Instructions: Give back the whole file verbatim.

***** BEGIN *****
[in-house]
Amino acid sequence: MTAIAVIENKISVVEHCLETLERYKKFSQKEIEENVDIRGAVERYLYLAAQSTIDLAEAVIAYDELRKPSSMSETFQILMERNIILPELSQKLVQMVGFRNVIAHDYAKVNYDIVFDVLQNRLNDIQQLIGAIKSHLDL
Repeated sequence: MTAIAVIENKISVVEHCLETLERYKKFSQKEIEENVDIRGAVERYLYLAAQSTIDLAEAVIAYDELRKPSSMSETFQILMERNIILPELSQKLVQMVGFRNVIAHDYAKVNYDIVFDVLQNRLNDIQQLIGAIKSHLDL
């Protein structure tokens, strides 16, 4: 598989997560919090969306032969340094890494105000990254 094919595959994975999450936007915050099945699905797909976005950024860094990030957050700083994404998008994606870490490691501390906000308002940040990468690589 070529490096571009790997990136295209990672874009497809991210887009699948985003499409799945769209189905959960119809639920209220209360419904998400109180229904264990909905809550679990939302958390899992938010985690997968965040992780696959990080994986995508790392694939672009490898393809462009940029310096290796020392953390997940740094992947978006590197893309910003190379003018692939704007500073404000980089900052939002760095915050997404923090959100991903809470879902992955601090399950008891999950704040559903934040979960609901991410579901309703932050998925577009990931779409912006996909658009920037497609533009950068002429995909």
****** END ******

[in-house]
Amino acid sequence: MTAIAVIENKISVVEHCLETLERYKKFSQKEIEENVDIRGAVERYLYLAAQSTIDLAEAVIAYDELRKPSSMSETFQILMERNIILPELSQKLVQMVGFRNVIAHDYAKVNYDIVFDVLQNRLNDIQQLIGAIKSHLDL
Repeated sequence: MTAIAVIENKISVVEHCLETLERYKKFSQKEIEENVDIRGAVERYLYLAAQSTIDLAEAVIAYDELRKPSSMSETFQILMERNIILPELSQKLVQMVGFRNVIAHDYAKVNYDIVFDVLQNRLNDIQQLIGAIKSHLDL
């Protein structure tokens, strides 16, 4: 598989997560919090969306032969340094890494105000990254 094919595959994975999450936007915050099945699905797909976005950024860094990030957050700083994404998008994606870490490691501390906000308002940040990468690589 070529490096571009790997990136295209990672874009497809991210887009699948985003499409799945769209189905959960119809639920209220209360419904998400109180229904264990909905809550679990939302958390899992938010985690997968965040992780696959990080994986995508790392694939672009490898393809462009940029310096290796020392953390997940740094992947978006590197893309910003190379003018692939704007500073404000980089900052939002760095915050997404923090959100991903809470879902992955601090399950008891999950704040559903934040979960609901991410579901309703932050998925577009990931779409912006996909658009920037497609533009950068002429995909």